Turmoil in Miami Beach Crime Group Threatens Police Partnership

Susan Askew
Susan Askew

Turmoil in Miami Beach Crime Group Threatens Police Partnership:

Influential citizens group credited with helping to reduce crime kicks out police chief and commanders

Conflicts between the leaders of the Miami Beach Crime Prevention and Awareness Group and the City’s police chief have resulted in Chief Dan Oates and other police leadership being kicked out of the group. As a result, Oates has notified City Manager Jimmy Morales that he could no longer “vouch for the accuracy of the material posted" on the group's popular Facebook page.
 
The group operates on the social media network with a “secret” status meaning its page is not visible to the general public and requires an invitation by another member and approval of the administrators to join. For nearly 20 months, the group has shared content on specific incidents of crime and concerns about public safety, often resulting in action by the Police Department, City Administration and Commission. It initially started when co-founder John Deutzman and a friend were harassed while walking on the boardwalk in MidBeach. Deutzman became curious about what he calls the “lurkers” who often hang out in the area, later expanding his focus to include a group that loitered in Lummus Park across from the popular Ocean Drive restaurants. He learned many of them are repeat offenders, some of them with serious crimes on their records. 

As the popularity and influence of the group grew – it now has over 1,700 members – it was embraced by City officials, including Oates, who gave its leaders and members credit for helping reduce the City’s crime rate.

City Manager Jimmy Morales wrote in a letter to Commissioners in February last year, “The Police Chief and I also believe that the vigilance and advocacy of the Facebook group known as ‘Miami Beach Crime Prevention and Awareness,’ newly established in 2017, made a significant contribution to our overall crime reduction in 2017. This group has been particularly successful in alerting the Police Department to suspicious activity and to the location of wanted suspects. The group has also engaged in very effective courtroom advocacy that has resulted in the setting of higher bonds, more jail time and stay-away orders for chronic offenders."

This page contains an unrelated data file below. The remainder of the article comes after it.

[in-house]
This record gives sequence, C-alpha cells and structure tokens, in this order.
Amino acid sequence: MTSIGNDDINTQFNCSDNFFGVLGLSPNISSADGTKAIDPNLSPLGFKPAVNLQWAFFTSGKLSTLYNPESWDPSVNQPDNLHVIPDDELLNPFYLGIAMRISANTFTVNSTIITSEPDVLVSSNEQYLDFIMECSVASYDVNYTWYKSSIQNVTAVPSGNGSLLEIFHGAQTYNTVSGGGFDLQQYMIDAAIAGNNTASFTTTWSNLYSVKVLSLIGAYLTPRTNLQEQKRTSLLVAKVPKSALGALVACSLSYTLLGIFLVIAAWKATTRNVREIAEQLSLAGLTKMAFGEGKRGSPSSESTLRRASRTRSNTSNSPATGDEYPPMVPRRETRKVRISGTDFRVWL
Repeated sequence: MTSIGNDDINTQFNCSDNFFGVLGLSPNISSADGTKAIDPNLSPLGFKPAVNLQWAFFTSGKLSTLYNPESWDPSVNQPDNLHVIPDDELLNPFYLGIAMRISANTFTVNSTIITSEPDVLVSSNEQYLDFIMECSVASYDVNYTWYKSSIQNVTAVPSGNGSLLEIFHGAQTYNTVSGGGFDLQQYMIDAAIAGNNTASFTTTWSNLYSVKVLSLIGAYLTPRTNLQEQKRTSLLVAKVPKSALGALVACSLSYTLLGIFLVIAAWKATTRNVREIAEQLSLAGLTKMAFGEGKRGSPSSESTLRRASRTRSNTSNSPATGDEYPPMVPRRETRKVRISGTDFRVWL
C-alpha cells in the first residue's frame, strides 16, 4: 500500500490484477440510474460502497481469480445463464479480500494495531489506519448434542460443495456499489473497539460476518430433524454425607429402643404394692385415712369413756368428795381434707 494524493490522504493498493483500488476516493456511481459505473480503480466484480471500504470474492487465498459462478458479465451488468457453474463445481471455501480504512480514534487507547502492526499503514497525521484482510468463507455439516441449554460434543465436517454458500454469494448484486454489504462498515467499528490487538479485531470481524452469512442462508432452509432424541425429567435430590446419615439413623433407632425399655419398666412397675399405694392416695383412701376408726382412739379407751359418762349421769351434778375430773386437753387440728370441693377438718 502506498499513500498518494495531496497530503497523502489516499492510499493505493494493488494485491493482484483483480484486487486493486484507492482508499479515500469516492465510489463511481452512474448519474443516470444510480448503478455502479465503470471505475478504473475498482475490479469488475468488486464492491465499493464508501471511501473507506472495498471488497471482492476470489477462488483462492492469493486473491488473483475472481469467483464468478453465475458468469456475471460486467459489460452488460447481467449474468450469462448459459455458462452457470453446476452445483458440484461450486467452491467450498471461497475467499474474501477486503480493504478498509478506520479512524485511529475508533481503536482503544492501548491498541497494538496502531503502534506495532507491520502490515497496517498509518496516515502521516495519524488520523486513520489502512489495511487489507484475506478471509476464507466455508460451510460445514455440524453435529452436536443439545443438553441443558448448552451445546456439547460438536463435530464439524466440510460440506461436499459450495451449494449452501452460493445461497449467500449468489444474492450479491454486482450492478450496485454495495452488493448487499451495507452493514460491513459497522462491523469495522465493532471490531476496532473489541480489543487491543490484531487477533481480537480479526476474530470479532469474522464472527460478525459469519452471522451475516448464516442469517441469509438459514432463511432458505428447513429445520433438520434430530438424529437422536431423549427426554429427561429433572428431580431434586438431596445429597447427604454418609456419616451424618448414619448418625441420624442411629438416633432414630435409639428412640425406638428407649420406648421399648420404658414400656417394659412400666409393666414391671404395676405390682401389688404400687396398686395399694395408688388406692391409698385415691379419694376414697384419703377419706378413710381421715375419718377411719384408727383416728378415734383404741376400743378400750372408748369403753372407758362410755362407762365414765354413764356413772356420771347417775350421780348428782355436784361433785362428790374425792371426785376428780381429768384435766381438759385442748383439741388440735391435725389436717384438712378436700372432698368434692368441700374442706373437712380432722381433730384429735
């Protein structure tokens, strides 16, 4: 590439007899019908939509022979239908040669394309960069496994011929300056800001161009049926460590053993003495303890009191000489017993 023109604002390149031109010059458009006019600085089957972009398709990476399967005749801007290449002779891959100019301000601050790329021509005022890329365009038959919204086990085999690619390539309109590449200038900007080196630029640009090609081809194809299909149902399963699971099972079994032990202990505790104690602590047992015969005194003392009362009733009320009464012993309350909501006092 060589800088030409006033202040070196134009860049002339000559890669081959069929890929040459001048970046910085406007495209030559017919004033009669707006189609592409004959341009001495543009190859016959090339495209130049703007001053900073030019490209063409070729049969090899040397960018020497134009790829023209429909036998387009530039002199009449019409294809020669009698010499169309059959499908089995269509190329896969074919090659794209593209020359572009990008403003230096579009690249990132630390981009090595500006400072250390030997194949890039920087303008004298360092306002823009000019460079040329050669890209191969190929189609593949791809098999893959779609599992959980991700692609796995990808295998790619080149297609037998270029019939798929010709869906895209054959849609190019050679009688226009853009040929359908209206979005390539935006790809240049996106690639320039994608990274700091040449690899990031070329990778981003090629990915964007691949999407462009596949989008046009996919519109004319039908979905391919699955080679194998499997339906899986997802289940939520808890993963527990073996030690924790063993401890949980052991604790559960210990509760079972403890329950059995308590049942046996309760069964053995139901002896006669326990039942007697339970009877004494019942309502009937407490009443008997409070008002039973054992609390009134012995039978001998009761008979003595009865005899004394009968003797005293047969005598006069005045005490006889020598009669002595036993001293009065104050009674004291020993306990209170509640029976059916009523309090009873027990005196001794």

In his 2018 State of the City address in December, Mayor Dan Gelber said, “…resident groups especially Miami Beach Crime Prevention and Awareness have been incredibly vigilant and effective.” 
 
But last week Oates sent an email to Morales saying there appears to be a “shakeup” within the leadership of the group and, since then, many members of the Police Department “have suddenly been denied access and can no longer view the page or participate.”
 
“For the past two years, the Police Department has worked constructively with the Facebook Group… Through this partnership, we have collectively achieved significant successes in reducing crime, particularly in the Entertainment District, and ensuring an enhanced advocacy for Miami Beach in the criminal justice process. This has led to stay-away orders, higher bonds and greater sentences for our most chronic offenders. It’s been a great partnership, which I have touted at any number of Commission and committee meetings,” Oates wrote.
 
“We are trying to sort out why we are being deliberately distanced and hoping to correct this,” Oates wrote. “I am told that one of the original four administrators, Michael Defilippi, is no longer participating, and that John Deutzman now has a reduced role.”
 
In the meantime, knowing many City Commissioners are members of the group and read the content, he asked Morales to pass this message along to them. “It is important that they know that at least for now, no one in Police Department leadership can vouch for the accuracy of the material posted on the page. We cannot correct any errors or misperceptions that arise from what is posted, something we were able to do with great cooperation and ease prior to today. We regret this turn of events and we will continue to work to correct this.”
 
Deutzman acknowledged issues amongst the group’s leadership and the Police Department in his response today to Morales, Mayor Dan Gelber, and City Commissioners.
 
“The Police Chief has decided to terminate the unofficial partnership between his department and the Facebook group known as 'Miami Beach Crime Prevention and Awareness Group'. As an administrator of the group and one of the founding fathers I am shocked and puzzled by his decision. At the heart of it, is a dispute between the Chief and our other administrator Jeff Pose. The Chief was understandably furious about an incident that occurred on Thursday, January 31st. However, his anger arose from horribly wrong facts.” Pose is a bail bondsman and former New York City police officer who posts of crimes as they are happening or immediately after along with arrest information.
 
Deutzman outlined a chain of events in which he said the group was falsely accused of taking a picture of an undercover officer and publishing the photo, and “of monitoring, recording and publishing a sensitive police radio transmission.”